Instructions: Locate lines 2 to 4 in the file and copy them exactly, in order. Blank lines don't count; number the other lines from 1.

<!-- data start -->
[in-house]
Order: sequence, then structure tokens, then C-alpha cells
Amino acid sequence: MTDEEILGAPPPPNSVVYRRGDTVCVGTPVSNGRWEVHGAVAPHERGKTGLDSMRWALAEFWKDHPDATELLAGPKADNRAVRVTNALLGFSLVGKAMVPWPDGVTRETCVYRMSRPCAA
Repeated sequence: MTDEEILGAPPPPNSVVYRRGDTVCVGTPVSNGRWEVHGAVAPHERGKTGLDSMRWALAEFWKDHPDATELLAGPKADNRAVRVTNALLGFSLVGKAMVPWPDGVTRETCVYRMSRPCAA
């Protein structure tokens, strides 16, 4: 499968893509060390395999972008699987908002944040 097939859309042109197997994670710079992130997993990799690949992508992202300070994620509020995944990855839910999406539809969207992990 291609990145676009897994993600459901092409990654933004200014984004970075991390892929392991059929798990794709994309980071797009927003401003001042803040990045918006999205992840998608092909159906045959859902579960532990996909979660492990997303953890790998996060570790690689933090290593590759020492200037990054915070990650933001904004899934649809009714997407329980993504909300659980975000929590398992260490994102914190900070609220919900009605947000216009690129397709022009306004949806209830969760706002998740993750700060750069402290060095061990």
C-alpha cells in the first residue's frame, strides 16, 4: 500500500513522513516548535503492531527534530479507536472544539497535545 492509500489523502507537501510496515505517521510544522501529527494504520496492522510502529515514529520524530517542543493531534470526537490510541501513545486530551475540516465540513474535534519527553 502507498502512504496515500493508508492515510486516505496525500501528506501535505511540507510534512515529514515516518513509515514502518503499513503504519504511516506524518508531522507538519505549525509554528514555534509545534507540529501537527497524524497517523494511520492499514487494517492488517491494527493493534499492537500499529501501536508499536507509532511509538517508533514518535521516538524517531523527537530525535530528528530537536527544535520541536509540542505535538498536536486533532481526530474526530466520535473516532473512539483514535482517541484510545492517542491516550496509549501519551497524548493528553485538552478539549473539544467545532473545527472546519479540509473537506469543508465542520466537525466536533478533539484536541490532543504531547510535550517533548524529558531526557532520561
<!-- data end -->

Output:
Order: sequence, then structure tokens, then C-alpha cells
Amino acid sequence: MTDEEILGAPPPPNSVVYRRGDTVCVGTPVSNGRWEVHGAVAPHERGKTGLDSMRWALAEFWKDHPDATELLAGPKADNRAVRVTNALLGFSLVGKAMVPWPDGVTRETCVYRMSRPCAA
Repeated sequence: MTDEEILGAPPPPNSVVYRRGDTVCVGTPVSNGRWEVHGAVAPHERGKTGLDSMRWALAEFWKDHPDATELLAGPKADNRAVRVTNALLGFSLVGKAMVPWPDGVTRETCVYRMSRPCAA